When I first arrived in St. Louis in 1982, this city was nicknamed the “Contact Lens Capital of the U.S.” There were five very good reasons for this: Jack Hartstein, OD, MD (likely the only ophthalmologist to author multiple books on contact lenses and a scleral lens fitter at age 90), Jim Gordon, MD (an integral part of Dr. Donald Korb’s practice when he trained in Boston and past-president of the Contact Lens Association of Ophthalmologists), Robert Koetting, OD (innovator who established the first practice limited to contact lenses – Koetting & Associates – as well as popularizing the contact lens fitting of the presbyope), Rex Ghormley, OD (established Vision Care Consultants and was past president of the American Academy of Optometry), and Frank Fontana, OD (Founding Chair of the AOA Contact Lens and Cornea Section). I benefitted personally from these renowned contact lens and cornea specialists as did the College of Optometry. As the years went by and Dr. Gordon retired and moved away, and Drs. Koetting, Ghormley, and Hartstein passed away, one icon remained very active until the day he suddenly left us. On October 3rd, Dr. Frank Fontana passed away at the age 96, just a few days after suffering a massive stroke. He was doing what he loved, working on behalf of the profession at Vision Expo West in Las Vegas, when he suddenly became ill.
Frank Fontana, or “Uncle Frank” to everyone he encountered, was, quite frankly, one of the most beloved optometrists of all time. While establishing an international reputation for his work in contact lenses – and he was both a pioneer and a tremendous advocate for the benefits and applications of contact lenses – he will always be known as a great role model for how to treat other people. I remember traveling to the Kentucky Optometric Association (KOA) meeting 30 years ago. After obtaining a rental car in Louisville, we promptly got lost traveling to the city where the meeting was being held. We arrived around 1:00 am, but promptly at 7:00 am (while I was yawning), Uncle Frank was greeting each KOA staff person as if they were a member of his own family. It was a good life lesson: treat EVERY person you meet in a kind and warm manner. Everyone who met Frank Fontana would leave smiling and feeling very special.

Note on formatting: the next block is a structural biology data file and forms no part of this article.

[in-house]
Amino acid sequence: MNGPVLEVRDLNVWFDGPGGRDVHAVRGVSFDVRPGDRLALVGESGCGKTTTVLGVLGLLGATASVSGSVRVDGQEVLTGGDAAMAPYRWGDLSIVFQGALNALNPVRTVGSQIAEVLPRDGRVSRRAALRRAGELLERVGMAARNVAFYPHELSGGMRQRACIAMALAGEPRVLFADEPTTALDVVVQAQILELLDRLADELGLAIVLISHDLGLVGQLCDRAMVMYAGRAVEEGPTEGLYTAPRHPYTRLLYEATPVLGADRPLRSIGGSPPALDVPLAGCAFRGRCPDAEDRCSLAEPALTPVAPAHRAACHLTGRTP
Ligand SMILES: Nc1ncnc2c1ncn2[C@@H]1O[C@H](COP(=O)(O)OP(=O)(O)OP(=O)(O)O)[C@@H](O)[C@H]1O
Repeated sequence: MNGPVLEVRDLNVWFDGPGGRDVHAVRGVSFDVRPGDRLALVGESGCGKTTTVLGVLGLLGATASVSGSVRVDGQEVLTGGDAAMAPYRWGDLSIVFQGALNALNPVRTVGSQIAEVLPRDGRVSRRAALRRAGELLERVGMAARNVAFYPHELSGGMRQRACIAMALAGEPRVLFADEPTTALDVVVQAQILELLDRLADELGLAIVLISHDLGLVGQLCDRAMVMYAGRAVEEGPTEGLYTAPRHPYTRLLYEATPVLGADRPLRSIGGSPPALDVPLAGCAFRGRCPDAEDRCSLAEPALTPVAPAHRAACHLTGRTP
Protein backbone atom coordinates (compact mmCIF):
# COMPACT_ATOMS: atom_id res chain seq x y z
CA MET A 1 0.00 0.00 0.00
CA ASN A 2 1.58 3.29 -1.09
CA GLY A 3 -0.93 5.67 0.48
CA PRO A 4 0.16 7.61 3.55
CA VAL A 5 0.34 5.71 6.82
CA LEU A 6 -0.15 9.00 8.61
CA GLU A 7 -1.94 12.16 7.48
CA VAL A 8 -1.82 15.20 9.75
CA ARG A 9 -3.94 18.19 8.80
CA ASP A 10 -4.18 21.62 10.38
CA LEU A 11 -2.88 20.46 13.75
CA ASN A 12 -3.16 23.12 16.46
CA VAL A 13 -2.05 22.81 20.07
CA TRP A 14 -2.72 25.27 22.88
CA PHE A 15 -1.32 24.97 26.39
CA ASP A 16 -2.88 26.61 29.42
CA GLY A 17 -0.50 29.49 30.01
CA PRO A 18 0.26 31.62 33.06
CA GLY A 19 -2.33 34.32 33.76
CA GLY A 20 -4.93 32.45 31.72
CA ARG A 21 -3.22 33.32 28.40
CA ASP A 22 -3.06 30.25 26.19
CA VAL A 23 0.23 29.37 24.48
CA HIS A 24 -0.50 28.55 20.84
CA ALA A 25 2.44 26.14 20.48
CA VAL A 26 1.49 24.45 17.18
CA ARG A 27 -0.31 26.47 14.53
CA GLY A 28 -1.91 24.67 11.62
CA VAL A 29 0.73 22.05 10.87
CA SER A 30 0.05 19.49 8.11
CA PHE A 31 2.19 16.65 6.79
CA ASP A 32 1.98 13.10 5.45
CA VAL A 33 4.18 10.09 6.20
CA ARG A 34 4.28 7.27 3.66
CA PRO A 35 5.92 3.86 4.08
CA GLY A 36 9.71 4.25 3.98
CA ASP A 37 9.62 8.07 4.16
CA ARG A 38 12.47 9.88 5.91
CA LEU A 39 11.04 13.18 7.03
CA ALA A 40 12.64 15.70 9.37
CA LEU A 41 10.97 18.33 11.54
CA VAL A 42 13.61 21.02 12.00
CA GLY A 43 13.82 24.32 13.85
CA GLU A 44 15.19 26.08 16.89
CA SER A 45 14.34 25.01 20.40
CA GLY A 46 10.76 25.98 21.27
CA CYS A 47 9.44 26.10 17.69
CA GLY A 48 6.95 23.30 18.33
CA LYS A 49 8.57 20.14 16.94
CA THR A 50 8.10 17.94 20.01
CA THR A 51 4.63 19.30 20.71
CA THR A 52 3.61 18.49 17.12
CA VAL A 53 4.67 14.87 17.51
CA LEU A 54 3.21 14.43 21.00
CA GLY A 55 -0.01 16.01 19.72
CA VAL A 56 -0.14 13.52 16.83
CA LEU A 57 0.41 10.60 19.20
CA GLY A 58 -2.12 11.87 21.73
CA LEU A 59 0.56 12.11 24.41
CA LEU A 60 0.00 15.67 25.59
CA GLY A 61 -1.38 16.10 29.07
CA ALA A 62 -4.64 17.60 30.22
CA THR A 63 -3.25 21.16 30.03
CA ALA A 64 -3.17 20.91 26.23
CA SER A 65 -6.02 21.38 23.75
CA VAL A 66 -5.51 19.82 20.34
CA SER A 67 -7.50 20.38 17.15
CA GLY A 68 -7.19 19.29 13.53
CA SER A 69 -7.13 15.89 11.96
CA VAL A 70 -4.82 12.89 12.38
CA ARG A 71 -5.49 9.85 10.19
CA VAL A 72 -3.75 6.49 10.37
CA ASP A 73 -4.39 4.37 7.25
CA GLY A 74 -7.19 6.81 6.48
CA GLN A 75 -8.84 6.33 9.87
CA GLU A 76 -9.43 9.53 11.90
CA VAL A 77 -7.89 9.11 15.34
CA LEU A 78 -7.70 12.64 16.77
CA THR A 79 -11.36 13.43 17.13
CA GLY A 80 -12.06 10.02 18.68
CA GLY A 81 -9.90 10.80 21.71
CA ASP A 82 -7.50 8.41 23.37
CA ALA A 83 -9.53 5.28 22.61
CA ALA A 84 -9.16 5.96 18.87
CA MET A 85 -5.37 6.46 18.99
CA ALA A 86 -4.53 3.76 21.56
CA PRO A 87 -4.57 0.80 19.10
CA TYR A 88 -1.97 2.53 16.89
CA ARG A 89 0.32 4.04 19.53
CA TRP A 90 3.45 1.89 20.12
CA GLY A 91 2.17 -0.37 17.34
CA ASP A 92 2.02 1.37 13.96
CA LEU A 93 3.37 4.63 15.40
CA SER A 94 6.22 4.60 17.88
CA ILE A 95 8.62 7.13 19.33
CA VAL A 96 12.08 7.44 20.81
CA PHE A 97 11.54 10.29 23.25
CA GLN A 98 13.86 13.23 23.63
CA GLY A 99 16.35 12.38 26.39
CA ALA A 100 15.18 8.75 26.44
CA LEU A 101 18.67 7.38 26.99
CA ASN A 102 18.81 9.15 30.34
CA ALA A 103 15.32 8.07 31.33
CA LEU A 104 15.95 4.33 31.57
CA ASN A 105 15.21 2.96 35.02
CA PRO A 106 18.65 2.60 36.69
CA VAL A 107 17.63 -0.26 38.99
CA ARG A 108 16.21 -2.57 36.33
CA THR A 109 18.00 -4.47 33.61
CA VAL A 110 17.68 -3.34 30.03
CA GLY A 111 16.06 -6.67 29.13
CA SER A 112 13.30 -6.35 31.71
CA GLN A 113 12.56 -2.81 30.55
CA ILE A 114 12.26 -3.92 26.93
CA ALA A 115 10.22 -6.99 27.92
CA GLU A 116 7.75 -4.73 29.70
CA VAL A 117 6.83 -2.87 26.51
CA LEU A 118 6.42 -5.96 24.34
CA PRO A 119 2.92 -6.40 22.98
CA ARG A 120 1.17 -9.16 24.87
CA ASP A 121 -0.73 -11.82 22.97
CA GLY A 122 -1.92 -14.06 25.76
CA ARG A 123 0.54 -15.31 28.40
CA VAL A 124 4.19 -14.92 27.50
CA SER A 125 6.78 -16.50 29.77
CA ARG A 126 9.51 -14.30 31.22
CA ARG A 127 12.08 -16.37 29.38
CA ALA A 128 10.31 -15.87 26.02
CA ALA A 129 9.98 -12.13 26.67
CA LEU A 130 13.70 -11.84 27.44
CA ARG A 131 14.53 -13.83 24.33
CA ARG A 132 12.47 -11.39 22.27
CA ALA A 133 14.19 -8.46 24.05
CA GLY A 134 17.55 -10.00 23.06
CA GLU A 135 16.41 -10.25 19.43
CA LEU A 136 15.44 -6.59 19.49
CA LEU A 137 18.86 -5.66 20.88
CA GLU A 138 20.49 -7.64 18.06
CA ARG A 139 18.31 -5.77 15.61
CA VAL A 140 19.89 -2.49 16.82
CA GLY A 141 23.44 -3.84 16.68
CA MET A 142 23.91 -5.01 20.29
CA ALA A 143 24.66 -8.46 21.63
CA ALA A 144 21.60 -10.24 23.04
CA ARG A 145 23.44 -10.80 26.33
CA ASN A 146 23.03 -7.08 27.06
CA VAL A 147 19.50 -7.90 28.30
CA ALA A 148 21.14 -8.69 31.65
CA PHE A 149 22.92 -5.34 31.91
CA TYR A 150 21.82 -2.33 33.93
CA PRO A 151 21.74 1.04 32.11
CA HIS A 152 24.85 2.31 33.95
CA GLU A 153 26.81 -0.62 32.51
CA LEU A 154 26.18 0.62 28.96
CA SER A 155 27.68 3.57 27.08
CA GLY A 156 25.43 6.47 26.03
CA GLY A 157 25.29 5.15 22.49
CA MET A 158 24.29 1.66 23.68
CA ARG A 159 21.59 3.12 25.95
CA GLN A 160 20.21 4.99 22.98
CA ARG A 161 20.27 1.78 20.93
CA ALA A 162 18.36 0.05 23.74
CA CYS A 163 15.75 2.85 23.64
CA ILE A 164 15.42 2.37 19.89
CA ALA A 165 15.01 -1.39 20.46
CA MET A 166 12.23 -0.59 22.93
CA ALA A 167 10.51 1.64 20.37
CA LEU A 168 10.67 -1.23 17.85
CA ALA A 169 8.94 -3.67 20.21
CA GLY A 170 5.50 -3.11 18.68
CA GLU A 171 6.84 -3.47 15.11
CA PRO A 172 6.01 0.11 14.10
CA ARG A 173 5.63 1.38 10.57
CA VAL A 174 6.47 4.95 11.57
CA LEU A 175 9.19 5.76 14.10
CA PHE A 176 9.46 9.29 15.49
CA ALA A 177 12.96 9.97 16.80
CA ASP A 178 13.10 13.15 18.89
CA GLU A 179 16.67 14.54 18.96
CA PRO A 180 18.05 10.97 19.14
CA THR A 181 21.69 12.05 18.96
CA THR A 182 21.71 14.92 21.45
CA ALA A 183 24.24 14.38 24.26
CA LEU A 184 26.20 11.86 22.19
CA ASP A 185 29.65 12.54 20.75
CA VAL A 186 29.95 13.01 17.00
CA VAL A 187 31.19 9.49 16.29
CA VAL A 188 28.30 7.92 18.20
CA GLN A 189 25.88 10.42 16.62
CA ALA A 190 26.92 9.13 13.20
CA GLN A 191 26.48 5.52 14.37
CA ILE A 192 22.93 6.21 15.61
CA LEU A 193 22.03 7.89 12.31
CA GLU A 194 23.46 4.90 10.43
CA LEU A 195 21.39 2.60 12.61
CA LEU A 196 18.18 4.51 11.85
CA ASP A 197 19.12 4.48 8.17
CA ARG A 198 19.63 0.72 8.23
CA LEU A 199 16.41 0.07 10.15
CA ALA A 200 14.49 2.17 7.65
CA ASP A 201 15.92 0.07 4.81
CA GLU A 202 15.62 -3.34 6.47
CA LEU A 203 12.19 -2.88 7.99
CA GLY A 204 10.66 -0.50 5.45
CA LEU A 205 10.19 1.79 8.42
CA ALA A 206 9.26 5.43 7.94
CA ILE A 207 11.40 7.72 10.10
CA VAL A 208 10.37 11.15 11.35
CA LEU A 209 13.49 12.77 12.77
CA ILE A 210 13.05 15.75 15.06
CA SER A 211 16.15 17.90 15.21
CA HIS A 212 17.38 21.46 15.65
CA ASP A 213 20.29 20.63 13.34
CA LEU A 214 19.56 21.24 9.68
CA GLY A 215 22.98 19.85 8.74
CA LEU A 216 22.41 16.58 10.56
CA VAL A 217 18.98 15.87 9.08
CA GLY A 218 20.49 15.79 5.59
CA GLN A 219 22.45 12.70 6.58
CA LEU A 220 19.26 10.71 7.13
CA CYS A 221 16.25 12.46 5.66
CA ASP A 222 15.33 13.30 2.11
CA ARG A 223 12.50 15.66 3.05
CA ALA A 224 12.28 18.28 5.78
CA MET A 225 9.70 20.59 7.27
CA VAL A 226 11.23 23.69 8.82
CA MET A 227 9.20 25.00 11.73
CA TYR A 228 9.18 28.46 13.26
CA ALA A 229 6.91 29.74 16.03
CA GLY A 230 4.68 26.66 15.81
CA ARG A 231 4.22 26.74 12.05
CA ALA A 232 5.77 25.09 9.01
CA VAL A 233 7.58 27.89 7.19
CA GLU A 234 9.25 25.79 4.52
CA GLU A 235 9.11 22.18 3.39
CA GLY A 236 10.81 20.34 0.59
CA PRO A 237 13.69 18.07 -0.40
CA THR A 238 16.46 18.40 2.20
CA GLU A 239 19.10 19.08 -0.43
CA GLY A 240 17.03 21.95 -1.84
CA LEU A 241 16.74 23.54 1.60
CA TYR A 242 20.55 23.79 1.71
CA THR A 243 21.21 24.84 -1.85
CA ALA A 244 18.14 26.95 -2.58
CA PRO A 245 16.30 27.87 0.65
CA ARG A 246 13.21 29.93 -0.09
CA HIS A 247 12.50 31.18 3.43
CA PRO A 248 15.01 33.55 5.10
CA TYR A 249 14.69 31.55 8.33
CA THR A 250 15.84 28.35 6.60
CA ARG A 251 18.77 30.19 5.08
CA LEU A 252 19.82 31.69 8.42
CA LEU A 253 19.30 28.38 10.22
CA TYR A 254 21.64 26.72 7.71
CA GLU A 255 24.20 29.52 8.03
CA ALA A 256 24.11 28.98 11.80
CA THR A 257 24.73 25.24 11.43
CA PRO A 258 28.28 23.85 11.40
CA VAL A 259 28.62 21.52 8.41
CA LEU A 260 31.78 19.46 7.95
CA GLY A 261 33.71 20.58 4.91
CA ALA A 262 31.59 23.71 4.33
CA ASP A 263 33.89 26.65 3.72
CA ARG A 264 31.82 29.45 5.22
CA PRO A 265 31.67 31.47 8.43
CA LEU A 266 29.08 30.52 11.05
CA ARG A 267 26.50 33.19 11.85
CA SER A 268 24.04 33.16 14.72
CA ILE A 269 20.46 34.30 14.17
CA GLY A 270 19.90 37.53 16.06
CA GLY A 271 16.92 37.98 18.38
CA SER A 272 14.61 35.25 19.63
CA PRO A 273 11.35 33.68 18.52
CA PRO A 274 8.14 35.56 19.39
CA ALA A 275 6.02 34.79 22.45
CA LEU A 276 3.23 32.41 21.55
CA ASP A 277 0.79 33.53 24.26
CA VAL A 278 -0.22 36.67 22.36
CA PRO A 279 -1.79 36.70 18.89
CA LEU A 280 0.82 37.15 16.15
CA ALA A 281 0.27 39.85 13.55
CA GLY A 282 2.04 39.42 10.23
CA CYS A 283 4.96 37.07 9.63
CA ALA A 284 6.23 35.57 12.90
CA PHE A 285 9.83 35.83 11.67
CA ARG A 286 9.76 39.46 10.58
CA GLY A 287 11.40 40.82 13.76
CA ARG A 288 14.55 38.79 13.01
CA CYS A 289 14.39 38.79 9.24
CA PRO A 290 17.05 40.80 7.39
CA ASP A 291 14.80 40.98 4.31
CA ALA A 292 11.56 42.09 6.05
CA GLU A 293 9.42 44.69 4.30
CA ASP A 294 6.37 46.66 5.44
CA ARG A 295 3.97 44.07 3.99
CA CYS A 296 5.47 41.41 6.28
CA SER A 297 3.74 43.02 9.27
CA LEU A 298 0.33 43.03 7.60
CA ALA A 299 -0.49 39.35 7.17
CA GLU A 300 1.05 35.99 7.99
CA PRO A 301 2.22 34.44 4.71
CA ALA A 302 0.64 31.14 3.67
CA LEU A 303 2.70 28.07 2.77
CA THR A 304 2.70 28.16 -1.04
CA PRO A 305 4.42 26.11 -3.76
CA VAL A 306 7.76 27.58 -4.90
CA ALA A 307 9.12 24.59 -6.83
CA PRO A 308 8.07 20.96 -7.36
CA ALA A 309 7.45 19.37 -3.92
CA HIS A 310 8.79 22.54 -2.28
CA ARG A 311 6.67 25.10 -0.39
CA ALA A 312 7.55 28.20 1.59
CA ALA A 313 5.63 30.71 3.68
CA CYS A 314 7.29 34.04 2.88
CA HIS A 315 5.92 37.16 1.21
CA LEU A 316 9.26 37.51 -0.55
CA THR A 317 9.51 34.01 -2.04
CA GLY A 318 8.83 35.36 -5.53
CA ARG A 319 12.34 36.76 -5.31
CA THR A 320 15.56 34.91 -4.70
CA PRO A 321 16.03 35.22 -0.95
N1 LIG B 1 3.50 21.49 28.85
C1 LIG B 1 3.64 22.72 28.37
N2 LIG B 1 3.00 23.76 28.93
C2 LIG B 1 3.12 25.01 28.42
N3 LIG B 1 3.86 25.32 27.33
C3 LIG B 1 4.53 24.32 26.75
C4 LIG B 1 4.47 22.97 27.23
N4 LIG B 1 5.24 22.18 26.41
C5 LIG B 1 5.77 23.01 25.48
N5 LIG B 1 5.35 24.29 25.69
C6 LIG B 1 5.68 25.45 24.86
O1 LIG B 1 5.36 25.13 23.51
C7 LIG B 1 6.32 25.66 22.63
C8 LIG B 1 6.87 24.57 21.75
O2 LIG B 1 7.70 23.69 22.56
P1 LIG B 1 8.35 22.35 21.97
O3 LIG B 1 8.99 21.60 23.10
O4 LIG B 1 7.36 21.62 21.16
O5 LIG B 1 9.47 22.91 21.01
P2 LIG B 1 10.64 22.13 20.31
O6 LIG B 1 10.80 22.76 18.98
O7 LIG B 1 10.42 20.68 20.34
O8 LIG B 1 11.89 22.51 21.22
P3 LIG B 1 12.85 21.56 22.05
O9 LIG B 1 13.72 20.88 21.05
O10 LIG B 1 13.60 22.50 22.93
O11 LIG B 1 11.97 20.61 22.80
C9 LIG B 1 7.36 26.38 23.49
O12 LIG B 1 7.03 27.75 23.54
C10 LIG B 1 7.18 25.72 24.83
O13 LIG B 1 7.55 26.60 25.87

Dr. Fontana served his country for three years during World War II, including 28 months of overseas duty in the European Theatre of Operation. After he fulfilled his military obligation (in which he had served in the Medical Corps), he made a decision that would forever benefit his chosen profession: he used the G.I. Bill to enter the (then) Northern Illinois College of Optometry. Upon graduation, he established his St. Louis-based private practice, Fontana Eyecare Associates in 1950. The rest, of course, is history. One of the early advocates of contact lens fitting – which he learned from Drs. Newton Wesley and George Jessen – he founded the Contact Lens and Cornea Section (CLCS) of the American Optometric Association (AOA) and was a co-founder of the Heart of America Contact Lens Society. He became a Diplomate in the Cornea, Contact Lenses & Refractive Technologies Section of the America Academy of Optometry. He has also been greatly honored. In 2014, he was honored as the first recipient of the Review of Optometry Visionary Award and one year later was named one of the 50 most influential in optometry by Optometric Management. The AOA CLCS has honored him several times including the “Legends” Award, and the (lifetime) Achievement Award. However, the greatest tribute that can be given to an optometrist in the United States was bestowed upon Dr. Fontana in 2012, when he was inducted into the National Optometry Hall of Fame.
He has also been very supportive of the College of Optometry, as Dean Larry Davis emphasizes: “Uncle Frank’s passion for optometry and presence throughout the profession never wavered. Always eyeing the next opportunity, he was an architect for change, earning respect from colleagues while building numerous endearing personal lifetime relationships. Fifteen of those relationships became known collectively as ‘The Nephews’ who fondly established the ‘Dr. Frank and Mrs. Dorris Fontana Scholarship,’ a need-based award given each year. Frank could make anyone from any generation feel important and at ease, all at the same time. It is proper that the scholarship continues to connect Frank and Dorris with future generations of optometrists.”